Pneumatic Valves Provide Cost-Effective Benefits
Pneumatic systems are used in industrial applications to power tools and processes and as a power transmission method to move parts and tooling within industrial machinery. Many different components are used to control the rate, pressure and amount of air that moves through these pneumatic systems and pneumatic valves are one of the most vital parts. Not only are they ideal for controlling the air source and regulating the flow in pneumatic systems, but pneumatic valves provide many benefits, including cost efficiency.
What is a Pneumatic Valve?
Pneumatic systems rely on air pressure to function with compressed air serving as the medium used to transfer energy to the different endpoints in a pneumatic system. Pneumatic valves play a crucial role in these systems because they control how much air and in what direction it passes through the system, allowing them to serve as both a control valve and a safety valve that will relieve pressure and/or discontinue the airflow in dangerous situations.
Within a pneumatic system, pneumatic valves may serve as a switch that holds off the compressed air and/or regulates the flow of compressed air to avoid air backlash and leakage. They may also control the amount of compressed air and allow the required volume of air to pass. And, when serving as a directional control valve, pneumatic control valves control the air that is conveyed into the actuator, enabling the cylinder to move.
Because there are a myriad of ways pneumatic valves may be used within a pneumatic system, there are different types available, including:
- Spring-offset pneumatic valves: Some pneumatic valves feature a spring mechanism that opens or closes the ports. The springs often function to return the valve to its previous position.
- Two-, three- and four-way directional control valves: These pneumatic valves are classified based on the number of ports they offer. Each port serves a purpose such as an intake, exhaust, or as a connection to an actuator.
- Open- or closed-resting state valves: Pneumatic valves with open and closed functions are used to regulate the airflow by restricting it. When closed, they will not allow any airflow to pass through.
Why Use Pneumatic Valves?
Pneumatic valves are widely used throughout manufacturing, packaging, automotive assembly, food and beverage, pharmaceutical and other industries because they offer cost-effective, reliable and safe operation.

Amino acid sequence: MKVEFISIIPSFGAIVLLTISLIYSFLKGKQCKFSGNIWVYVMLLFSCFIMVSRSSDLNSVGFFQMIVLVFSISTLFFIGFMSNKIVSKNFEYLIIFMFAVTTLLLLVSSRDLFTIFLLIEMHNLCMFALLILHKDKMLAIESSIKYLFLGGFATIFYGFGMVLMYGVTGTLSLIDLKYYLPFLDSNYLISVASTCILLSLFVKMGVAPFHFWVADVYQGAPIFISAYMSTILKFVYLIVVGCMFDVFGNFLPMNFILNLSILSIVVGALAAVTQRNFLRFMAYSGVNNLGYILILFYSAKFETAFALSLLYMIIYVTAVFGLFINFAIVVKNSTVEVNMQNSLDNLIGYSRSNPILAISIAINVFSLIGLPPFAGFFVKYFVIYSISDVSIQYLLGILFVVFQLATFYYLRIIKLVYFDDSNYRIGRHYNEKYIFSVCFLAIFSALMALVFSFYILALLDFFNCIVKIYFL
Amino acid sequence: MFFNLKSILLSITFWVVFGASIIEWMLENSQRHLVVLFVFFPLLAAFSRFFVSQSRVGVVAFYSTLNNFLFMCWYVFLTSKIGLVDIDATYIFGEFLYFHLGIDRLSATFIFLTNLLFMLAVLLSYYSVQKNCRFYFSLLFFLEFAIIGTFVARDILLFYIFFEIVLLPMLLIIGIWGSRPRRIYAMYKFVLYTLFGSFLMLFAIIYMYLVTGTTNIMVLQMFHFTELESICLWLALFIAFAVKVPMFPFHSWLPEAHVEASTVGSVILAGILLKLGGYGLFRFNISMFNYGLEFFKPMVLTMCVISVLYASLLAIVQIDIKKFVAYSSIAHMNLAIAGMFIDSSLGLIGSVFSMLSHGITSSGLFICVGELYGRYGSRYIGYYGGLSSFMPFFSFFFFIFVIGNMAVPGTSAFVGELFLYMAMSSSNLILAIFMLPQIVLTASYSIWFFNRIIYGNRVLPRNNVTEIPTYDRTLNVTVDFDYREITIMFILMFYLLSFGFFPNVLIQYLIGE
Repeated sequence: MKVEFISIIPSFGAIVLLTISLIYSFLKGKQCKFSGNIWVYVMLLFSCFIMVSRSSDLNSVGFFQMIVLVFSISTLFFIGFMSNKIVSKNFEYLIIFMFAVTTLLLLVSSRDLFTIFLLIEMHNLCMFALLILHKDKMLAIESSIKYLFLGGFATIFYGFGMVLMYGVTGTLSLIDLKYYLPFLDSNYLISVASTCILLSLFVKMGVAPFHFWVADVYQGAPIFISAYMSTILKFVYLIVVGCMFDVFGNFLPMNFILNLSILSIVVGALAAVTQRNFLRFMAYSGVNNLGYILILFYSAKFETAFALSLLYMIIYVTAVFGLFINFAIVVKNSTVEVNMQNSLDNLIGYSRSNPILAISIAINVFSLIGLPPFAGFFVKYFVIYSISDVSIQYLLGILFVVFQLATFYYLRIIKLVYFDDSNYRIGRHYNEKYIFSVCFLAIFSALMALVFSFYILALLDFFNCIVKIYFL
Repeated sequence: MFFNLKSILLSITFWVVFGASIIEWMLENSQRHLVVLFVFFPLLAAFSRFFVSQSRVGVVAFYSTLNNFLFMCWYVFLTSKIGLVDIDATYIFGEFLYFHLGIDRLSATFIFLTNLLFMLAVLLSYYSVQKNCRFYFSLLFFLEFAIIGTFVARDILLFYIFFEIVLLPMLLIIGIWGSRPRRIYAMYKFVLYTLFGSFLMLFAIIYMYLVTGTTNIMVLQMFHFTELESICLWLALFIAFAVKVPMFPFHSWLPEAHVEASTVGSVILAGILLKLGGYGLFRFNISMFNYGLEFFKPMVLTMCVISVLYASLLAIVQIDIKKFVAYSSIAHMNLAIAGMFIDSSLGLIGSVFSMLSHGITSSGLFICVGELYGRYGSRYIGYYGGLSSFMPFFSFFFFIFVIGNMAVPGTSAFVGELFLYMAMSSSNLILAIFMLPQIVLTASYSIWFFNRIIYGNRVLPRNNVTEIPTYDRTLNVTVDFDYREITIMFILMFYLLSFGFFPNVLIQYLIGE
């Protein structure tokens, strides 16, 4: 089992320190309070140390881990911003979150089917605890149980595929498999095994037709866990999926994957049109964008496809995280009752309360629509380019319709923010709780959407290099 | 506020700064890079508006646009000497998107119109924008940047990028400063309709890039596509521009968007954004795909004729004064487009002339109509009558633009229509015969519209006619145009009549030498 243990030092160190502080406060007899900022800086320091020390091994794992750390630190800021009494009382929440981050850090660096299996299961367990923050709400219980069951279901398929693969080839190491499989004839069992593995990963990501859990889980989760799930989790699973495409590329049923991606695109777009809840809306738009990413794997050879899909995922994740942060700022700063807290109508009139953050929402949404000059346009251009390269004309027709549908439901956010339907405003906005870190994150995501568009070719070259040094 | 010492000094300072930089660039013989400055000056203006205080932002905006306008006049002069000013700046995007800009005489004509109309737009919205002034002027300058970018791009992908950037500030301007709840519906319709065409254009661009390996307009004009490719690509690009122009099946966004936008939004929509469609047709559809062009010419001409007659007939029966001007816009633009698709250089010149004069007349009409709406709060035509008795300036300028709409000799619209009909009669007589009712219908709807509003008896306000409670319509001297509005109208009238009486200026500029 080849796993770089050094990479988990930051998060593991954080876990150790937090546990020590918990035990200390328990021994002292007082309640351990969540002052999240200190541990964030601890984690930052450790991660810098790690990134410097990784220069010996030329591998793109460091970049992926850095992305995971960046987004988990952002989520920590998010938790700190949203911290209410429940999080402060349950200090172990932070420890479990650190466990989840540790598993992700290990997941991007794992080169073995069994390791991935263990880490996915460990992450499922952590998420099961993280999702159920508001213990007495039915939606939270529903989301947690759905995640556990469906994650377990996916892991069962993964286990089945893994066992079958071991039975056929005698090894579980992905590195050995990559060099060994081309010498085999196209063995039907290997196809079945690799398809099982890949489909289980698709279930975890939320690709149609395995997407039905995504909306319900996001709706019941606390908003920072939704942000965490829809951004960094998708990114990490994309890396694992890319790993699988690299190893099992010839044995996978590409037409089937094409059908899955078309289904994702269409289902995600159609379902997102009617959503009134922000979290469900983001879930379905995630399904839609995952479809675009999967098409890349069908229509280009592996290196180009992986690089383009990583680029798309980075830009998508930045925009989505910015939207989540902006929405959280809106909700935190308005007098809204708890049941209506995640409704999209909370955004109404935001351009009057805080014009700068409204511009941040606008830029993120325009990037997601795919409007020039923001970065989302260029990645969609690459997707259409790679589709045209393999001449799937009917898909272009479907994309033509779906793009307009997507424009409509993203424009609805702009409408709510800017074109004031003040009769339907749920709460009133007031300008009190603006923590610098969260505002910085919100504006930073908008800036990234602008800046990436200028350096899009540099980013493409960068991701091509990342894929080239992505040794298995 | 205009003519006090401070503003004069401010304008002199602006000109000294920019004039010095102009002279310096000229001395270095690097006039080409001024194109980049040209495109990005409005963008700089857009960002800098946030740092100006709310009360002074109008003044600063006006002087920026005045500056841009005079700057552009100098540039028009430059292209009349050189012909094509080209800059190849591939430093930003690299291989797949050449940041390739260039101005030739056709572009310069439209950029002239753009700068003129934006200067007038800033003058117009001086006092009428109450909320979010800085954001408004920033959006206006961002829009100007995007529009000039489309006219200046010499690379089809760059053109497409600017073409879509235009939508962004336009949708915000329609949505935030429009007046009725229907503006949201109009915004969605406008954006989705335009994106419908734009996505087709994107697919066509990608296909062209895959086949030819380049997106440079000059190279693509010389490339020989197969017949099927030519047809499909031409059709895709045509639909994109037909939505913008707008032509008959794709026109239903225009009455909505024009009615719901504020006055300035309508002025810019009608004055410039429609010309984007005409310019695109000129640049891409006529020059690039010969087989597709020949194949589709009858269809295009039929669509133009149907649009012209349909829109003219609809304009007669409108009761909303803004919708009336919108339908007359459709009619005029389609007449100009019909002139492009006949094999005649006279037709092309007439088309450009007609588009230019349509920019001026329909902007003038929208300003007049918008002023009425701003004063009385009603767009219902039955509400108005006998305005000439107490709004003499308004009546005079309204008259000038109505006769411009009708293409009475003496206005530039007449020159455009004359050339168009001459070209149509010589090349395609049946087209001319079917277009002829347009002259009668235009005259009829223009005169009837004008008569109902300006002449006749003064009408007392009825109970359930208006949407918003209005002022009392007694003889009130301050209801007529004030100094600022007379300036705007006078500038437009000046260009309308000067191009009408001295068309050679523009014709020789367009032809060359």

Pneumatic valves are relatively inexpensive when compared to other valve types, making them a very cost-effective option upfront; however, many of their features lend themselves to reliability and safety, which often results in additional benefits to the bottom line.
For example, pneumatic valves offer simple, but robust construction from high-quality materials such as aluminum, stainless steel and carbon steel and have few moving parts. These features allow pneumatic valves to reliably operate in dirty and harsh industrial environments. In addition, pneumatic valves open and close without major impact or wear and tear as tends to occur with mechanically actuated valves. This robustness allows pneumatic valves to function in applications where other valve types would be subject to failure and frequent repair and replacement. The reliability of pneumatic valves can lead to significant savings of time and money in repair, replacement and labor costs. In addition, the reliable operation of pneumatic valves means there is less frequent downtime, resulting in increased productivity.
Why Use Pneumatic Operated Valves?
Increased safety is an advantage associated with pneumatic operated valves. Since they operate via air pressure, not electricity, there is a reduced risk of sparks or fires when using pneumatic operated valves in locations or applications that are flammable, hazardous or high-risk. Further, because they are not electrically operated and there is very little risk of spark or ignition when using pneumatic valves, there is often no need to purchase equipment that protects against explosions, reducing costs while promoting safety.
Pneumatic operated valves can also be used in applications where other valve types may not be suitable. For example, because they are air-operated, pneumatic operated valves can be used in applications and environments with elevated temperatures without overheating, as is an issue with electrically operated valves. And many industrial and manufacturing processes require precision movement and flow direction of hazardous fluids and chemicals. Strong and powerful systems with the ability to safely handle heavy payloads are required for these applications. Pneumatic valves allow these systems to maintain precise movement even in intricate pipe networks and hazardous conditions in a cost-efficient way. Additionally, the lack of a motor means that pneumatic operated valves tend to be more compact than competing valve types, making them ideal in applications and systems where space is at a premium, ultimately reducing expenses and allowing a smaller system footprint.
There are many advantages to using pneumatic valves and pneumatic operated valves, including increased safety and reliability. The low maintenance requirements and ability to function for prolonged periods without failure, often result in benefits to the bottom line and increased productivity. The compact size, strength, and precision of pneumatic valves combined with the increased uptime and safety allow them to be used in many industrial applications at a lower cost than other valve types.
For more information on how pneumatic valves can enhance your application in a cost-effective way, please contact a representative at John Henry Foster.